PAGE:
The vet may also recommend bloodwork to check for any underlying issues that could be causing lipomas to develop. Though benign, the appearance of multiple sudden lipomas could indicate an underlying health condition.

Treatment options

Most lipomas in dogs do not require any treatment. Since they are usually benign fatty masses, lipomas generally do not cause any issues and can be left alone. Some dog owners choose to monitor the size of lipomas at home and only seek treatment if the lipomas continue growing rapidly, become bothersome for the dog, or impede movement.

For problematic lipomas, there are a few treatment options:

Steroid Injection: Injecting a steroid like dexamethasone directly into the lipoma can help shrink the size of the mass. However, results are temporary and lipomas often regrow over time. According to PetMD, steroid injections are most useful for treating lipomas that are in sensitive areas like the armpit or groin where surgical removal may be more difficult.

Surgery: Surgically removing lipomas is considered the most effective treatment option. Surgery provides full removal of the fatty mass and minimizes chances of regrowth. Surgery may be recommended for fast growing lipomas, large lipomas, or lipomas that are impacting movement or quality of life. More invasive lipoma removal procedures may require general anesthesia.

Preventing lipomas

While there’s no foolproof way to prevent lipomas from forming, there are some steps dog owners can take to reduce the chances:

Maintain a healthy weight. Overweight and obese dogs are more prone to developing fatty lipomas, so keeping your dog at an optimal weight can help prevent them. Feeding measured meals, avoiding table scraps, and ensuring adequate exercise can all support weight management.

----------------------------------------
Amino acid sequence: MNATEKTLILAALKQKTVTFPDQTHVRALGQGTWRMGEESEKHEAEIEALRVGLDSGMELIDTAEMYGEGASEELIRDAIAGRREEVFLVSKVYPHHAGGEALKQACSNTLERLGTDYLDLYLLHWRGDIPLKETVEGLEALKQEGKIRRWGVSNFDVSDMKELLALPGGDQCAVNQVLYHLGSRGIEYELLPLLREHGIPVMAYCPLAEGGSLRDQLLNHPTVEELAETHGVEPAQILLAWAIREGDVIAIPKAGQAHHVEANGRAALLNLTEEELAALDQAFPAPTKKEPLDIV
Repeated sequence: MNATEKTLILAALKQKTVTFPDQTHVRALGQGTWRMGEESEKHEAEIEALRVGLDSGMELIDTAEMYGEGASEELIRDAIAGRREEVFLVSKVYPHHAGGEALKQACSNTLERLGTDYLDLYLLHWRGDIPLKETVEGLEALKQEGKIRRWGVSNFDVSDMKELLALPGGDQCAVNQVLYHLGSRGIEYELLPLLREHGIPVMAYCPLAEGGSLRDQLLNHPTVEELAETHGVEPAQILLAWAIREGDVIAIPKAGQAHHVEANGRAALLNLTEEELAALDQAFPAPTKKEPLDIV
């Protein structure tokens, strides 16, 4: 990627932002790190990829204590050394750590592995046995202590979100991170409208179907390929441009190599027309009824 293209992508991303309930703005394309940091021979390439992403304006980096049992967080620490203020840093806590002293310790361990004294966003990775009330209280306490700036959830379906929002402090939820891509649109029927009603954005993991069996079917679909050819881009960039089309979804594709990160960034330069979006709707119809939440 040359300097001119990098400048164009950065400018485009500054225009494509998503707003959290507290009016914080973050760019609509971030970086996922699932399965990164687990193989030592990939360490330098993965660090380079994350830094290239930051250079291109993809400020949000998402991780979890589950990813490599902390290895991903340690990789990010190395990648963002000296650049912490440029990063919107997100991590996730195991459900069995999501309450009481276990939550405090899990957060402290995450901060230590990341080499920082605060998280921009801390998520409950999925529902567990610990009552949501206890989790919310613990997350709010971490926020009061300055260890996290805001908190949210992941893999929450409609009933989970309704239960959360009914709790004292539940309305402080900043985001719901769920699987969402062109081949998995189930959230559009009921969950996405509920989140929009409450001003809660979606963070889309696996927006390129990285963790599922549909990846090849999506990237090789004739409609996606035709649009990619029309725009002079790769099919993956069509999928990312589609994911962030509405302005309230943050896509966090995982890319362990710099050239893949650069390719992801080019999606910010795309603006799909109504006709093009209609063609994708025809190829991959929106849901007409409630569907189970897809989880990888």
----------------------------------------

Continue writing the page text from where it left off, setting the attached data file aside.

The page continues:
Feed a well-balanced diet. Some research indicates that diets too high in carbohydrates may contribute to lipoma development. Choosing a high quality dog food with moderate fat, high protein, and low carbohydrates may be beneficial.

Get regular exercise. Keeping your dog active supports weight control and overall health, which may help prevent lipomas. Aim for 30-60 minutes of exercise per day based on your dog’s age and condition.

Have regular veterinary checkups. Your vet can monitor your dog’s weight, diet, and overall health. Annual exams and bloodwork can also help detect any underlying issues early on.

While no prevention method is guaranteed, following these tips can promote your dog’s health and may help reduce lipoma risk.

Lipoma recurrence

One concern with surgically removing lipomas is the chance of recurrence. According to research, lipomas can recur after removal, especially if the excision was incomplete [1]. Infiltrative lipomas in particular have a high recurrence rate, ranging from 36-50% [2]. This is much higher than the recurrence rate for simple lipomas, which is less than 2% [2].

The recurrence of infiltrative lipomas often happens within 8 months after surgery [1]. Therefore, it’s important to monitor the surgery site closely during this time. Any signs of recurrence should prompt a veterinary visit. Catching a recurring lipoma early allows for quicker treatment before it has a chance to grow extensively.

While surgical excision carries a risk of recurrence, it still provides the best chance to remove the lipoma. Performing a complete excision when possible helps lower the chances of the lipoma growing back. Regardless, pet owners should know there is a possibility of dealing with recurrent lipomas and continue checking the surgery site long-term.

When to see the vet

If your dog develops any new lumps or bumps, it’s a good idea to have your veterinarian take a look, especially if the lump seems to appear suddenly or grows rapidly. Here are some key signs that warrant making an appointment with your vet:

  • Appearance of any new, rapidly growing lumps or bumps on your dog’s body. Even if the lump looks like a benign fatty tumor, rapid changes in size can indicate a more serious issue that requires diagnosis. Your vet can determine if biopsy or removal is needed (1).
  • A lump that interferes with your dog’s movement, range of motion, or quality of life. Lipomas that form near joints or on the legs/paws can make movement difficult or painful (2).
  • Any lump that shows signs of irritation, redness, ulceration or oozing. These symptoms suggest inflammation or irritation that should be evaluated by your vet (3).

While most lipomas are harmless, it’s important to monitor all lumps and bumps closely. Schedule an exam with your vet promptly if a new lump appears or an existing one changes or causes discomfort. Getting an accurate diagnosis and appropriate treatment will help ensure your dog’s health and comfort.